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Climate Prediction Center


November - January 2010


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Latest Seasonal Assessment - Since the last U.S. Drought Outlook (Oct. 7), a drier weather pattern returned to most of the lower 48 States and Alaska while mostly dry weather persisted in Hawaii. Exceptions to this included the Northeast, where above-normal rainfall has eased or eliminated drought in much of New England, and in the Southwest where a vigorous upper-air low produced unseasonably heavy rains and even severe weather (tornadoes) in Arizona. This rain was enough to diminish drought by a category in northwestern Arizona, western Nevada, and the Sierra Nevada. Meanwhile, abundant precipitation has soaked the southeastern Alaskan Panhandle and Puerto Rico. The drought outlook for November 2010 - January 2011 periods indicates drought improvement for the Northwest, upper Midwest, and Ohio Valley, with some improvement in the mid-Atlantic, Tennessee Valley, northern California, and Hawaii. Drought conditions are likely to continue in the Southeast and Southwest, with drought expected to develop and expand into much of the Southeast not currently in moderate drought, along with parts of the southern Plains and portions of the Southwest.

Discussion for the Seasonal Drought Outlook

Tools used in the U.S. Drought Outlook (USDO) included the official CPC precipitation outlook for November 2010 and the long lead forecast for November 2010 - January 2011, various medium- and short-range forecasts and models such as the 6-10 day and 8-14 day forecasts, the soil moisture tools based on the GFS model and the Constructed Analogue on Soil (CAS) moisture, the Climate Forecast System (CFS) seasonal precipitation forecasts, La Niña composites for the September - November season, the four-month Palmer drought termination and amelioration probabilities, climatology, and initial conditions.

After widespread heavy late September and early October rains produced substantial drought relief from the eastern Carolinas into New England, additional light to moderate (and locally heavy) rains in the Northeast have erased drought in New England and diminished dryness in the mid-Atlantic. Some dry pockets, however, remained in the central Appalachians and southern New Jersey. In these areas where drought impacts are slightly greater, short and medium-range forecasts suggest continued surplus rain, but the monthly and seasonal forecasts offer equal chances for above- or below-median precipitation in the central Appalachians while the seasonal outlook tilts slightly toward dryness along the coast. Therefore, some improvement is forecast for the mid-Atlantic due to the less optimistic seasonal outlook and the moderate to strong La Niņa years composites.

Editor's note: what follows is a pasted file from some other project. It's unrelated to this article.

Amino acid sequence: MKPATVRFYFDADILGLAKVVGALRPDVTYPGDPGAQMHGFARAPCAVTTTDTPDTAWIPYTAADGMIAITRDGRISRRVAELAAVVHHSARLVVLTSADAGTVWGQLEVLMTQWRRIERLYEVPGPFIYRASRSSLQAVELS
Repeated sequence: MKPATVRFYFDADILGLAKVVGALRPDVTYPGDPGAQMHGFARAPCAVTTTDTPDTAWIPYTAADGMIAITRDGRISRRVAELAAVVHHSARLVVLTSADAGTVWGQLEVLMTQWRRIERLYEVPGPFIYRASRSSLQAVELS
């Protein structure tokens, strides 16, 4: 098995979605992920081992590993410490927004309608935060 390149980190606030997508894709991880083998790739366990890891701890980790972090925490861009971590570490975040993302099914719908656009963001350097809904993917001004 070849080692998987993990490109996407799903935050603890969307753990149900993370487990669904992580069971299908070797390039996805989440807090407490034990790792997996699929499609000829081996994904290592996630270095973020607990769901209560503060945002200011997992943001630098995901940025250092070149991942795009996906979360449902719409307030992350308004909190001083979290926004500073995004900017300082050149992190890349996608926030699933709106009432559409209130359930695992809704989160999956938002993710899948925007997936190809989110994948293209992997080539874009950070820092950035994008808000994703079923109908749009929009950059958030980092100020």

Forecast confidence for the mid-Atlantic is moderate.

Continued dryness during the past two weeks maintained or intensified drought conditions across the remainder of the Southeast and the lower Mississippi and Ohio Valleys. Climate anomalies observed during La Niña events favor below-median precipitation with a high frequency of occurrence, except in the Ohio Valley where above-normal precipitation is common during the late winter and spring season. Short and medium range forecasts and both the 6-10 and 8-14 day outlooks, however, indicate near to above-median precipitation in the Mississippi and Ohio River Valleys and parts of the Southeast, although the November and November-January outlooks have odds tilted in favor of below-median precipitation across the lower half of the Mississippi Valley and the Southeast. Therefore, with ample precipitation expected in the short and medium term and in the seasonal outlook, improvement was shown in the Ohio Valley. Elsewhere, abnormally drier conditions associated with La Niña are expected to extend eastward, southward, and westward during the upcoming three months as tropical cyclone activity markedly decreases during November. Therefore, drought persistence is maintained across the Southeast in areas that have slipped into moderate drought. A large area of drought development is forecast for most of the Southeast not currently in moderate drought, including parts of western Arkansas, eastern Texas, the southern Appalachians, and along the Gulf Coast. The normal seasonal decrease in tropical cyclone activity adds confidence to the forecast, along with the ongoing moderate to strong La Niņa event expected to persist into the spring.
Forecast confidence for the Southeast, Delta, and Ohio and Tennessee Valleys is moderate to high.

Much drier weather returned to the northern Plains and upper Midwest during the previous two weeks, ending (for now) a wet pattern that commenced this summer which nearly ameliorated all drought conditions in the region. Only a small area in northeastern Minnesota remained in drought. The short and medium term forecasts expect light to moderate precipitation in the short term, with CPC's 6-10 and 8-14 day outlooks favoring above-average precipitation chances. The monthly and seasonal outlooks maintain equal chances for above, near, or below median precipitation. Climate anomalies observed during La Niña events show a trend towards above-median precipitation in northern Minnesota, although the frequency of occurrence is not high (near 50 percent). With expected short and medium term surplus precipitation, an ongoing wet trend, and ideal time for moisture replenishment (cool weather, no evapotranspiration, growing season ended), drought improvement is maintained for the upper Midwest.
Forecast confidence for the upper Midwest is moderate.